This exhibition celebrated London's Victoria and Albert Museum—the largest and most important museum of the decorative arts in the world. Its collections of more than four million objects include furniture, textiles, ceramics, glass, silver, sculpture, paintings, books, prints, drawings, and photographs. All of these categories were magnificently represented in the more than 250 objects in the exhibition.
Founded in 1852, the V&A, as it is generally called, was a new kind of museum in that it was created to teach designers, artists, and the general public what good technology and good design were by displaying examples of both in its galleries. Many of the objects purchased for the collections in the nineteenth century came from world's fairs and international exhibitions. The V&A's early emphasis on education led to the acquisition of plaster casts of famous European sculptural and architectural monuments.
As the museum prospered, its focus shifted to building collections of great masterpieces, particularly of European medieval and Renaissance works of art. After World War I the museum, in a burst of nationalism, concentrated on acquiring fine objects of British manufacture. Long opposed to the acquisition of contemporary art, the V&A reversed it's policy in 1974 and is now engaged actively in adding to its twentieth-century and contemporary collections.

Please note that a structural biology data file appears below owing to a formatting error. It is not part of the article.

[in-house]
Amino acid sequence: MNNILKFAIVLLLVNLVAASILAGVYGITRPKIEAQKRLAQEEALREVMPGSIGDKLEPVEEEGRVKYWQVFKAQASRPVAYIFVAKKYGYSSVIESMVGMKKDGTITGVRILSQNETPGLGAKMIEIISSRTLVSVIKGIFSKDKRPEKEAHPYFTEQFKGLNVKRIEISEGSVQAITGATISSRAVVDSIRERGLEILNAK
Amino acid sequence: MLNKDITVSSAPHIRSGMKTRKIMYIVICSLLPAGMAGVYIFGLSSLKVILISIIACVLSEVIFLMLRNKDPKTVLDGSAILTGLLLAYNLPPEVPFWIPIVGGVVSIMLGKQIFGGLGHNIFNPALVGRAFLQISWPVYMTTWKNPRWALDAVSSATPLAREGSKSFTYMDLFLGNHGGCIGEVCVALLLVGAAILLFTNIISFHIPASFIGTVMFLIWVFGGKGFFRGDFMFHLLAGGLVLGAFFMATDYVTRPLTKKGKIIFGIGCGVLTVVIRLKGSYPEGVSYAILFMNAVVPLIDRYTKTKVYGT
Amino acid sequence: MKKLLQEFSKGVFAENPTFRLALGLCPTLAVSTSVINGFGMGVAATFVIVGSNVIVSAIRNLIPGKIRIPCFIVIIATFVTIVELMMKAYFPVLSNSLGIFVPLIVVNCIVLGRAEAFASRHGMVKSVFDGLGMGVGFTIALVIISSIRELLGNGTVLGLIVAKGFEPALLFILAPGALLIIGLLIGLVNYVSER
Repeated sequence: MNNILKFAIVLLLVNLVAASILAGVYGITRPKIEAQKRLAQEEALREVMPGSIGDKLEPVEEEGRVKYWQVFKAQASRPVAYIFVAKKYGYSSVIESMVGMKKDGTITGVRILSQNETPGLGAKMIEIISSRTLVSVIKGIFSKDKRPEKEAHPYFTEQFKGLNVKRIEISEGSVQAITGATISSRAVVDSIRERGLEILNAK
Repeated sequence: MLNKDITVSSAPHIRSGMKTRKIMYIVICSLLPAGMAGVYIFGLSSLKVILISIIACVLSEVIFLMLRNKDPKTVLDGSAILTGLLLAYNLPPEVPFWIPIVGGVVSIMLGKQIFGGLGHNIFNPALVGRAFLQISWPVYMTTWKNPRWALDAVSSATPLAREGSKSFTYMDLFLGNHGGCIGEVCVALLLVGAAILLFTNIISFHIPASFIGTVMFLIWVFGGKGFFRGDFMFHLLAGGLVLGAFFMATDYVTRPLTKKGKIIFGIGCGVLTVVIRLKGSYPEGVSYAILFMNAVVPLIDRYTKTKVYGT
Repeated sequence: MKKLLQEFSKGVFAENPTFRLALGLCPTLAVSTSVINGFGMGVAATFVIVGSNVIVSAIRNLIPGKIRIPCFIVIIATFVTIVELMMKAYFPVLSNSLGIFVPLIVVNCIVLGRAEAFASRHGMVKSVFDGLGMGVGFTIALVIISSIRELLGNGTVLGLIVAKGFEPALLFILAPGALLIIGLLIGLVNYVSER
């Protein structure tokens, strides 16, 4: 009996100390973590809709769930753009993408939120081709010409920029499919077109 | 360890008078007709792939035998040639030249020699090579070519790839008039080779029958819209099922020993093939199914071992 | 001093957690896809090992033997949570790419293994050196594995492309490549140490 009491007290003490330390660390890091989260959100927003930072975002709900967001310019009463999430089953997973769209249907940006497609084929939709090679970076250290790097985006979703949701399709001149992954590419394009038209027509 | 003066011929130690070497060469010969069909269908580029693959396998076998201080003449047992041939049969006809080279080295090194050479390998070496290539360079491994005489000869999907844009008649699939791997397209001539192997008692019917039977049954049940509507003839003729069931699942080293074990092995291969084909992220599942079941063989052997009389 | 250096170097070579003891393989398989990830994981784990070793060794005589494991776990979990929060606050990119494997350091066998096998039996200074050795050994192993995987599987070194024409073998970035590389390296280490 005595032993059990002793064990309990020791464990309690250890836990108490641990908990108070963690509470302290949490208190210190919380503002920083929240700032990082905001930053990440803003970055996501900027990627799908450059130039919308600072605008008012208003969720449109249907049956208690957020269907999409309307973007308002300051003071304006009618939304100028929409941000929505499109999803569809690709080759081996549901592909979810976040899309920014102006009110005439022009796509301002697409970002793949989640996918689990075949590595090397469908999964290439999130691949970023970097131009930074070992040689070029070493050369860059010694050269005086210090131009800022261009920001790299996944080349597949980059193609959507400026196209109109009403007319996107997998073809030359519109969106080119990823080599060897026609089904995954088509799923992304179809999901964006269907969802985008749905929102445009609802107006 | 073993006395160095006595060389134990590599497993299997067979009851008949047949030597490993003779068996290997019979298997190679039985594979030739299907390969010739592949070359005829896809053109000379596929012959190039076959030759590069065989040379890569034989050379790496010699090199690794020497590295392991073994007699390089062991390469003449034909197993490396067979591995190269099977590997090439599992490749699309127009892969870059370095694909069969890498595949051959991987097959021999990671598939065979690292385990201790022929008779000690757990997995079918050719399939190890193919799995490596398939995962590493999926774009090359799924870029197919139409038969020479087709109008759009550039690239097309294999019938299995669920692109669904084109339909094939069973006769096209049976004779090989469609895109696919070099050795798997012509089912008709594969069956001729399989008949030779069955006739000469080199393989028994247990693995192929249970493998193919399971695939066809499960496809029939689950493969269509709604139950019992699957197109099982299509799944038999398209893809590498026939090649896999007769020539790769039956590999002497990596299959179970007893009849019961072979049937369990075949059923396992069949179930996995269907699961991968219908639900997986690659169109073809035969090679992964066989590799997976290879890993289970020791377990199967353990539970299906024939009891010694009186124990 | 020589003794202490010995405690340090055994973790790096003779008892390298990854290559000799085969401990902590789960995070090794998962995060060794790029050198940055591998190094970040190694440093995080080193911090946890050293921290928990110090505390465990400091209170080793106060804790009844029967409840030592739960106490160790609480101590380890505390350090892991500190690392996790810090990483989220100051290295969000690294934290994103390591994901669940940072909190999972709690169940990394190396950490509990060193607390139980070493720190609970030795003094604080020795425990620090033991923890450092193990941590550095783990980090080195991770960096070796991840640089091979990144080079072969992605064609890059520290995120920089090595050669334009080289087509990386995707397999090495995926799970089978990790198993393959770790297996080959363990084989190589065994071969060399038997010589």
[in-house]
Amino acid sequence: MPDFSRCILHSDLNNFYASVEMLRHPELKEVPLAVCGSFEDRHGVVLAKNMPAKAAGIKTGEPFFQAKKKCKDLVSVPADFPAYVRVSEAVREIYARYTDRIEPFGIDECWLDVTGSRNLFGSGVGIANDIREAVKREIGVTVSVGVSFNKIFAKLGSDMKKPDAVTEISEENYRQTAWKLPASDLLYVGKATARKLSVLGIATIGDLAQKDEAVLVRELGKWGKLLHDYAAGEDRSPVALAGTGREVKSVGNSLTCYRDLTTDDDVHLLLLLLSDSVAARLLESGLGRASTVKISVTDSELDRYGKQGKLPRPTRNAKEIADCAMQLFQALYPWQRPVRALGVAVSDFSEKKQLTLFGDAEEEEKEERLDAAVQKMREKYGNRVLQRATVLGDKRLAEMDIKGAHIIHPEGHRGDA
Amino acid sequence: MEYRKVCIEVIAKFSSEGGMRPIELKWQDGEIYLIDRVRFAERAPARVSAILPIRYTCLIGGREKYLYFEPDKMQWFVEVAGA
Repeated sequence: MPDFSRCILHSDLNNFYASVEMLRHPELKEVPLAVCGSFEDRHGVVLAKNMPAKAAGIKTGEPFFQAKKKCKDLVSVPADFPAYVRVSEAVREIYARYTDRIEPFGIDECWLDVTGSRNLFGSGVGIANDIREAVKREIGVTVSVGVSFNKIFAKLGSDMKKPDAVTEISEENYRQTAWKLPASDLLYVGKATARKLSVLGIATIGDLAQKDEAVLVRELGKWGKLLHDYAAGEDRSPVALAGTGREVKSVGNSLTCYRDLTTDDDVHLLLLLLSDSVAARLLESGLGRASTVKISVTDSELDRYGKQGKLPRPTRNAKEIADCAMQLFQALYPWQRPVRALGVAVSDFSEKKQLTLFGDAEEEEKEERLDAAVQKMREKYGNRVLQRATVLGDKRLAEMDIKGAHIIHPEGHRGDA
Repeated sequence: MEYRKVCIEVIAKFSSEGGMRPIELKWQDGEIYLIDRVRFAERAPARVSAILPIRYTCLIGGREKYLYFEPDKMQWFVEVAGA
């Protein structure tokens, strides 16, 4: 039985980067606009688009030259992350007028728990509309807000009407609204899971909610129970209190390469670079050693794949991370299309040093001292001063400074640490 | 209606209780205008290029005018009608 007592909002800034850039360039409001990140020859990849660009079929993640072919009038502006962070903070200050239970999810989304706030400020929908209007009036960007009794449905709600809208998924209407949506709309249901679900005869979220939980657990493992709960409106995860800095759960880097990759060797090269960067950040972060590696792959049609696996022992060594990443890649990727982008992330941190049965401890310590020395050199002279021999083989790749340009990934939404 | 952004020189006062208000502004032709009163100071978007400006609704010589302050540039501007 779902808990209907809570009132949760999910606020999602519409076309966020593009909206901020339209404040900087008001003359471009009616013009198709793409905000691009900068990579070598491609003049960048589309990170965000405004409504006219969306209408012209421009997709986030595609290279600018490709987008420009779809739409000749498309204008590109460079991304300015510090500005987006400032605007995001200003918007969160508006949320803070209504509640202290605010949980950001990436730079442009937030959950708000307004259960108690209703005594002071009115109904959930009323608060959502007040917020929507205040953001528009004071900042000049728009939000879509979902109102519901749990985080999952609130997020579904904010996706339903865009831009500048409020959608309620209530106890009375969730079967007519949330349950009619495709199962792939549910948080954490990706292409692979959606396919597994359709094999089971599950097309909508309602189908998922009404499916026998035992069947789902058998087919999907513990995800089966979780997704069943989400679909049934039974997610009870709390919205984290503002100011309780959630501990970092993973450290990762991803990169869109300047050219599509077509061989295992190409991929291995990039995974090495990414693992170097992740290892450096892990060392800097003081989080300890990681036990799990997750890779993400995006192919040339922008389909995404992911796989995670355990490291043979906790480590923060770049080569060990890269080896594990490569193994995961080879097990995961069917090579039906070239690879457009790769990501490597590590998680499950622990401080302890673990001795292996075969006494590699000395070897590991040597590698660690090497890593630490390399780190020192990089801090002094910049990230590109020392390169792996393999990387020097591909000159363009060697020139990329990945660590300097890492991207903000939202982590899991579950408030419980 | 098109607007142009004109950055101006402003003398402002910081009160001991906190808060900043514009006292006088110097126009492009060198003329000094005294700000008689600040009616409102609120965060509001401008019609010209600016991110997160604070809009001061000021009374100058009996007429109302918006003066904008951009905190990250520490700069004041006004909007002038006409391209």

Organized in six sections, "A Grand Design: The Art of the Victoria and Albert Museum" presented an astonishing array of beautiful, and sometimes surprising, works of art. It also told the lively story of a great museum that profoundly influenced many others, including the Museum of Fine Arts, Boston.